Better Mental Health Services Needed on Campus
> 6/19/2007 1:03:15 PM

A joint committeecomprised of individuals from the Departments of Justice, Education,and Health and Human Services, who were called together by PresidentBush in response to the Spring's tragedy at Virginia Tech, has issued a set of recommendations for improving the state of mental health treatment and security services on America's college campuses.

Thereport makes grand and presumably well-meaning statements built aroundphrases like "effective coordination," "legitimate information sharing"and "appropriate community integration" and lists some very validpoints of concern, but it offers little in the way of specificrecommendations for policy revision. Neither does the report call forany additional monetary investment in the mental health servicesoffered on American campuses. Policymakers may not care to hear this,but it's hard to see how information and treatment webs can growstronger in the absence of significant budget increases, or drasticchanges in the way that mental health services are delivered on campus.Some mental health advocates claimthat the report is simply a rehash of previously established facts,offering mere generalizations in place of substantive guidance. Issuinga statement to the effect that "we need to encourage those in need toseek treatment" is hardly evidence of the serious research with whichthese individuals credit themselves. The primary issue is not thatpatients lack the emotional support to seek treatment - it's that theyoften do not even have the option.

Much of the group's commentary does, however, at least pointin the right direction: as its authors suggest, many school officialsas well as mental health professionals remain confused about how toproceed along the slippery slopepresented by the need to alert others to the actions of individuals whopose serious risks to themselves and their peers. We need to clarifythe appropriate venues and methods for processing this info. Record-sharing practices between intelligence agencies,mental health services and school officials clearly need improvement,although the only specific measure the report suggests is an organizedconference between "the directors of state mental health, substance abuse, and Medicaid agencies and constituent organizations". Can we trust these individuals in light of a 2006 National Alliance on Mental Illness study which measured each state's mental healthcare system,arriving at a barely-passable nationwide average? Another of thepanel's undeniably correct assertions: responsible parties need to takeall neccessary measures to ensure that deadly firearms do not fall intothe hands of those whose mental instabilities present a threat to thecommunity at large.

In an inevitable political convergence, the report was issued on the same day that the House of Representatives passed a billintended to strengthen the restrictions on gun ownership among thementally ill - the obvious implication being that a dangerously deludedindividual such as gunman Seung-Hui Cho could and should have beenprevented from purchasing a firearm in the first place.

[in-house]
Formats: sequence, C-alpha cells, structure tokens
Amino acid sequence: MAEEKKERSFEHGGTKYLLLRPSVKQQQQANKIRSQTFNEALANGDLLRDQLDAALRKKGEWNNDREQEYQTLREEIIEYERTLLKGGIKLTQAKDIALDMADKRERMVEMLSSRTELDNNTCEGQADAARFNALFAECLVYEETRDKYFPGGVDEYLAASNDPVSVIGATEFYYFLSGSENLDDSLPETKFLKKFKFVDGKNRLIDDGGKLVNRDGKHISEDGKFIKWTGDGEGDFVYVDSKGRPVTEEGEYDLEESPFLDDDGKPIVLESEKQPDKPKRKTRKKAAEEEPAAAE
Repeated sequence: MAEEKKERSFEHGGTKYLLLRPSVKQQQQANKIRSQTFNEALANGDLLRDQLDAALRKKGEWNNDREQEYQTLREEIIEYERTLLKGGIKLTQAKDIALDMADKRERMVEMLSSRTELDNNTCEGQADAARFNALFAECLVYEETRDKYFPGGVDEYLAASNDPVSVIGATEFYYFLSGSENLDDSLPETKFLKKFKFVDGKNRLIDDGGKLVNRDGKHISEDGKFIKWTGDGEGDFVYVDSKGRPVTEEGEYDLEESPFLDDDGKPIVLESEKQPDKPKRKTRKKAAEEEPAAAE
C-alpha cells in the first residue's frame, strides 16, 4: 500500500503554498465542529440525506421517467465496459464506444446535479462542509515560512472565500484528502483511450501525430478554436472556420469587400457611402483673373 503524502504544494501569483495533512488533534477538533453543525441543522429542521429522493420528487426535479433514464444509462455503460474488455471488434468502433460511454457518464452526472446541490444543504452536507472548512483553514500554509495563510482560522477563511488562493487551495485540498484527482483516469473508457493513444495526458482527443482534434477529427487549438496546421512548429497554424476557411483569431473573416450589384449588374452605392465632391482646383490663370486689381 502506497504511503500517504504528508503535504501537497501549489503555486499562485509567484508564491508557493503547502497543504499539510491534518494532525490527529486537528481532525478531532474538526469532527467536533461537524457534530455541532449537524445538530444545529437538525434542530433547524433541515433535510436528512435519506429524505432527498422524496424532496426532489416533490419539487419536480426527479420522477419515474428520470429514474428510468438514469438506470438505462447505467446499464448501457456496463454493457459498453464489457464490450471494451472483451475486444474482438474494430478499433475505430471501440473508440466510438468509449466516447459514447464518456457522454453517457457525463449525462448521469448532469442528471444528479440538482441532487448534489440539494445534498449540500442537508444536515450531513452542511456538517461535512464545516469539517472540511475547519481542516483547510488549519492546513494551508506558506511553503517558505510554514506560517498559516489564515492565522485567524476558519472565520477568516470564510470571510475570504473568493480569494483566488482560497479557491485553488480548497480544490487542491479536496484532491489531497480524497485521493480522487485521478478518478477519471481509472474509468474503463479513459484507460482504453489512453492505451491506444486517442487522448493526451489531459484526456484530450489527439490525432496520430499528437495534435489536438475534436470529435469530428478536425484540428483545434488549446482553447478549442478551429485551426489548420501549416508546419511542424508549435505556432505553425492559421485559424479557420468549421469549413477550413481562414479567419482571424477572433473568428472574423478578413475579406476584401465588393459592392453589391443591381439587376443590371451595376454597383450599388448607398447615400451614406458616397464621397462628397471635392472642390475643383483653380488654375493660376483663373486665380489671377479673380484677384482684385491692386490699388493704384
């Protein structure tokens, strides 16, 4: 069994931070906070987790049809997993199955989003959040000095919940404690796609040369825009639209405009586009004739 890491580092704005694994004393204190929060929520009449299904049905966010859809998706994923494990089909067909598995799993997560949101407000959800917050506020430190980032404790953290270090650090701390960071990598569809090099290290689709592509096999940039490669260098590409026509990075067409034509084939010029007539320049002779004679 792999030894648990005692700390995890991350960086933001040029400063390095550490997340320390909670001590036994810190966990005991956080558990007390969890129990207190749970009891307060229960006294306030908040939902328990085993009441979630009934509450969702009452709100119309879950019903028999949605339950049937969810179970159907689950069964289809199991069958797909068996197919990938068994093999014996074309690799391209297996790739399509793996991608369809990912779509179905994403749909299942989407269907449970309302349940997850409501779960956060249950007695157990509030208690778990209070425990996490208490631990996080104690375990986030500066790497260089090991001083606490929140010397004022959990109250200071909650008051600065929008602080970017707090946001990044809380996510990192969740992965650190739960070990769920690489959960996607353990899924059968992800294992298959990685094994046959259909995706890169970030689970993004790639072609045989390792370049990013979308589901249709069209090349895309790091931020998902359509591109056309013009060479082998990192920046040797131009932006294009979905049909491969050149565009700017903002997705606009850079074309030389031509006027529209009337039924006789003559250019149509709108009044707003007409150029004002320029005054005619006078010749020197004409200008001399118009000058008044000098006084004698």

Cho,who killed 32 students and faculty members April 16 before turning agun on himself, had been deemed mentally ill and a danger to himself inDecember 2005, but that information was not available in the computersystems used by the outlets that sold him guns.

The issueis extremely complex, especially when considering how to specify whenan individual is to be deemed too unstable to own a gun. Millions ofAmericans have received some form of mental health treatment, yet mostare perfectly capable of practicing responsible gun ownership. The factthat the bill in question was co-sponsored by the National RifleAssociation leads to divided responses depending on one's opinion ofthe organization, but they obviously understand the need to preventsuch horrors, and they (hopefully) appreciate the fact that the mosteffective method of prevention is most definitely not allowing every student to carry a loaded, concealed weapon.

Themental health services on the majority of our college campuses stand insore need of a complete overhaul. Quality treatment for mental illnessmust be available and discreet. The ways by which to access itimmediately must be common knowledge to every student. While studentsneed supportive adults and mental health professionals with whom todiscuss less sensational concerns like homesickness, weight loss andsubstance abuse, those who pose serious threats to themselves or othersshould be treated accordingly - and this does not imply giving allparties access to their most personal information. Obsessive attentionto security concerns may lead some patients to believe that theirprivacy rights have been violated. But the line may occasionally needto be crossed, and establishing where and when that must happen willbetter serve the community in the end.

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